A healthy heart is an organized instrument, using well-timed electrical impulses to send blood circulating through the arteries — "supply wagon" delivering oxygen to the farthest reaches of the body. These electrical impulses occur in a specific order and within a specific time frame — what doctors call normal sinus rhythm. But when something interrupts these impulses, the heart misfires and struggles to contract smoothly. Any interruption in the smooth, steady flow of oxygen-rich blood can make you seriously, even dangerously, ill.
We call it Atrial Fibrillation, or A-fib.
People with A-fib may feel tired, weak, dizzy, and/or short of breath, especially after exercising or lifting heavy objects. Some patients feel their heart race or skip a beat, while others have no symptoms at all. A doctor can use a variety of tests to confirm whether you have A-fib, such as an EKG or a stress test.
Complications of A-fib include a greatly elevated risk of stroke. Therefore our two treatment objectives are to restore normal rhythm and reduce stroke risk.
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Drugs that either help prevent the blood from clotting or help to regulate heart rhythm are a traditional way to treat A-fib. But these drugs have complications and side effects that are expensive and time-consuming to cope with.
Another non-surgical therapy called electrical cardioversion uses targeted electrical shock to stop the heartbeat temporarily. When the heart resumes beating it may return to a normal rhythm, much like pressing the "reset" button.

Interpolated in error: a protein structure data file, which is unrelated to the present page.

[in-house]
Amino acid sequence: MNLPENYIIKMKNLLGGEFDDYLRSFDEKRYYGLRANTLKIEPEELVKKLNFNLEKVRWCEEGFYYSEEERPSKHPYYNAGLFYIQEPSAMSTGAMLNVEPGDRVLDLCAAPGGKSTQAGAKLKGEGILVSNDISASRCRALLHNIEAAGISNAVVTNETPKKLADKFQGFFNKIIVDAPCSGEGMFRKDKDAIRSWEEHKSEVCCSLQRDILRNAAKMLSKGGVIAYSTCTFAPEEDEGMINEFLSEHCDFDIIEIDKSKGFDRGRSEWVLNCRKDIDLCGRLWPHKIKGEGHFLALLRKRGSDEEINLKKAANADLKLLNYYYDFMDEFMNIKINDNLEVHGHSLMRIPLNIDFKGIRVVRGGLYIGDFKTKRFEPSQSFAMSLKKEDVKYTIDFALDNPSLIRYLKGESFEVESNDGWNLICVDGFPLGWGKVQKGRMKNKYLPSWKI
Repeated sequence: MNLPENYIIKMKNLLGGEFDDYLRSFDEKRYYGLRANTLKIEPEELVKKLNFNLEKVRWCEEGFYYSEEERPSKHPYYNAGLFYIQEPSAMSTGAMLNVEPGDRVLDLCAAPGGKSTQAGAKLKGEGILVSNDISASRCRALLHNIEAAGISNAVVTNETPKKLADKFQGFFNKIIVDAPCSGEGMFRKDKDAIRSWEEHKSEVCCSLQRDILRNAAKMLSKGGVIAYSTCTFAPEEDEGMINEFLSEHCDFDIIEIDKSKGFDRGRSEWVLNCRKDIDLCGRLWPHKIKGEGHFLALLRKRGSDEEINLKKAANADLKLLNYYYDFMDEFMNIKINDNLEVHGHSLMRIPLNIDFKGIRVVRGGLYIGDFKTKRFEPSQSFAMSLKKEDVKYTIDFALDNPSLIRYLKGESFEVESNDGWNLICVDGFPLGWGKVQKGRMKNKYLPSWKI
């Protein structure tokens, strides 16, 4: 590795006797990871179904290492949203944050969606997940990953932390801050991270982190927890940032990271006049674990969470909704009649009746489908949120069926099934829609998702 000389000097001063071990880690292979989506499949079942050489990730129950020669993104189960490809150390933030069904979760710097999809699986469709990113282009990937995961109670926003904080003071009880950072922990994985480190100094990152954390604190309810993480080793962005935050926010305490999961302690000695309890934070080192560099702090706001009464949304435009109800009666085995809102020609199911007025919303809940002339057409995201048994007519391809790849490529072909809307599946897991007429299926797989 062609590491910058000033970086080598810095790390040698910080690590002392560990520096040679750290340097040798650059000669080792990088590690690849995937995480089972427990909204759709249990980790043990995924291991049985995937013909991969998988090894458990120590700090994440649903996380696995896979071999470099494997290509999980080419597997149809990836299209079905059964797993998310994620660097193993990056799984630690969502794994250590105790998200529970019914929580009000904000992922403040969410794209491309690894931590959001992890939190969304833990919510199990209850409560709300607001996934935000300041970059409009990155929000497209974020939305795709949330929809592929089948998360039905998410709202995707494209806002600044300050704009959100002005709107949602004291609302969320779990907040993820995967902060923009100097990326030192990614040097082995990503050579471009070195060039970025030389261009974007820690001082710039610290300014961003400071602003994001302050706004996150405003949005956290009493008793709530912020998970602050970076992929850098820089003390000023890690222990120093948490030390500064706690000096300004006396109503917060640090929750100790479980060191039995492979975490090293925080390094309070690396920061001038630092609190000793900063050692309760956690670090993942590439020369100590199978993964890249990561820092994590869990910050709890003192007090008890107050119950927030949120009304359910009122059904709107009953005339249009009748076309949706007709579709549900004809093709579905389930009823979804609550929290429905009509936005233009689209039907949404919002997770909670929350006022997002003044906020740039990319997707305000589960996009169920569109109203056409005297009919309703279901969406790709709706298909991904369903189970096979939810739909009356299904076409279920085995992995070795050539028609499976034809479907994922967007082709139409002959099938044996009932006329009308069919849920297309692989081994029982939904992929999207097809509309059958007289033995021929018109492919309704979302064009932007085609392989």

If these treatments aren't effective, we explore a number of surgical options to replace or complement drug therapy. Kentuckians are fortunate to have access to these procedures, which in some cases aren't available elsewhere in the region.
With a procedure called Mini-MAZE, doctors construct a maze of scar tissue in the heart to reorganize contractions into a normal rhythm.
Other procedures aim to close a small pouch of the heart where clots that cause stroke tend to form.
The Atri-Clip procedure uses small incisions through the chest to deploy a fabric band, pulling the pouch closed much like a rubber band is used to make a ponytail in a girl's hair.
The LARIAT procedure uses two catheters (tubes), each fitted with a tiny magnet. Through small incisions, the doctor guides one magnet inside the pouch, and one outside. Once they click together (much like two magnets between a layer of cloth), a tiny "lasso" is looped around the opening of the pouch and pulled closed like the drawstring on a sack.
Also on the frontier of treatment, but available in Lexington, the AMPLATZER Cardiac Plug operates like a sink stopper to block the pouch opening.
In most cases, these are highly effective and minimally invasive treatments that allow A-fib sufferers to return quickly to an active, healthy lifestyle.